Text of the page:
Statement of the Monetary Policy Committee 14 December 2016
The Monetary Policy Committee (MPC) of the Central Bank of Iceland has decided to lower the Bank’s interest rates by 0.25 percentage points. The Bank’s key interest rate – the rate on seven-day term deposits – will therefore be 5%.
The national accounts for the first nine months of the year show stronger GDP growth than the Central Bank forecast in November. Growth in domestic demand was broadly in line with that forecast, but its composition was different: business investment growth was stronger than projected, while private consumption growth was weaker. Export growth was also stronger than had been forecast, mainly due to robust services exports. The current account balance showed a record surplus in the third quarter of the year.
Inflation measured 2.1% in November and has remained below target for nearly three years despite large pay increases and rapid demand growth. This is due largely to favourable external conditions and the appreciation of the króna but also to a tight monetary stance, which has anchored inflation expectations.
The MPC’s decision to lower interest rates reflects the Central Bank’s last forecast and more recent information. The exchange rate has risen by 1½% since the Committee’s last meeting and is already above the projected average for 2017. In addition, the composition of GDP growth is more favourable than was forecast in November, in that exports and business investment weigh more heavily than previously projected. Both of these factors affect the Committee’s risk assessment. As before, there is considerable uncertainty about the fiscal stance, which has eased in the past two years and still remains uncertain because it is unclear at present what the next Government’s economic policy will be. As in November, there is unrest in the labour market and uncertainty about the impact of upcoming steps towards capital account liberalisation.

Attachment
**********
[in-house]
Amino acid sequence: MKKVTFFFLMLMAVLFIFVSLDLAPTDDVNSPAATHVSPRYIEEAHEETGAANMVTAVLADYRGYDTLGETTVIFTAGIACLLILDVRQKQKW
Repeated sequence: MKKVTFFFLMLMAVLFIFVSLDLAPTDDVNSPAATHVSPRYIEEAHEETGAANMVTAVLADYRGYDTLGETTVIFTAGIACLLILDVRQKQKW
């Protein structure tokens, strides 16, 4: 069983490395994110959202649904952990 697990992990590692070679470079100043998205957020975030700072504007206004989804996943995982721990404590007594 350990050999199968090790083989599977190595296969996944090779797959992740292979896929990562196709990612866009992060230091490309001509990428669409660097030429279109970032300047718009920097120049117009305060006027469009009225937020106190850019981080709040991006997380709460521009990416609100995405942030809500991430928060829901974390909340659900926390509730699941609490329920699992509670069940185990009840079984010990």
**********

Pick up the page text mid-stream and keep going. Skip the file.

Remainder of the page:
Inflation expectations appear more firmly anchored to the target than before, and the monetary stance has tightened to some extent, through the appreciation of the króna. This gives the MPC some scope to lower nominal interest rates now. Nevertheless, strong demand growth and the aforementioned uncertainties call for caution in interest rate setting. The monetary stance in the coming term will be determined by economic developments and actions taken in other policy spheres.
14 December 2016